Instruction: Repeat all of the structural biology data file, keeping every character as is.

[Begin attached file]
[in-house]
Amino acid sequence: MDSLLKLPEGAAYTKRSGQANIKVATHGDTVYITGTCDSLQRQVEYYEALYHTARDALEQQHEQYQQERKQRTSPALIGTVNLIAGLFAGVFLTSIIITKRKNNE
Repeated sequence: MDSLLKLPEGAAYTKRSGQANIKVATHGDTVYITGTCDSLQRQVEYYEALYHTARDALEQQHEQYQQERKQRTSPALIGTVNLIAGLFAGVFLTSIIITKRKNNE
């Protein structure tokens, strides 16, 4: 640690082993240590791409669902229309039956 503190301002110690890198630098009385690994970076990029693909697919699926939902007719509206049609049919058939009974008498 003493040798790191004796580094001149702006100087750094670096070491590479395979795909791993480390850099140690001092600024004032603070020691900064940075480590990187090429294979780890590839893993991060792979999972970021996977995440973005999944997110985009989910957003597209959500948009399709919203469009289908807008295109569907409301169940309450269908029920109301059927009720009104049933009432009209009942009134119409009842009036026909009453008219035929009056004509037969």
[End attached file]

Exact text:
[in-house]
Amino acid sequence: MDSLLKLPEGAAYTKRSGQANIKVATHGDTVYITGTCDSLQRQVEYYEALYHTARDALEQQHEQYQQERKQRTSPALIGTVNLIAGLFAGVFLTSIIITKRKNNE
Repeated sequence: MDSLLKLPEGAAYTKRSGQANIKVATHGDTVYITGTCDSLQRQVEYYEALYHTARDALEQQHEQYQQERKQRTSPALIGTVNLIAGLFAGVFLTSIIITKRKNNE
């Protein structure tokens, strides 16, 4: 640690082993240590791409669902229309039956 503190301002110690890198630098009385690994970076990029693909697919699926939902007719509206049609049919058939009974008498 003493040798790191004796580094001149702006100087750094670096070491590479395979795909791993480390850099140690001092600024004032603070020691900064940075480590990187090429294979780890590839893993991060792979999972970021996977995440973005999944997110985009989910957003597209959500948009399709919203469009289908807008295109569907409301169940309450269908029920109301059927009720009104049933009432009209009942009134119409009842009036026909009453008219035929009056004509037969």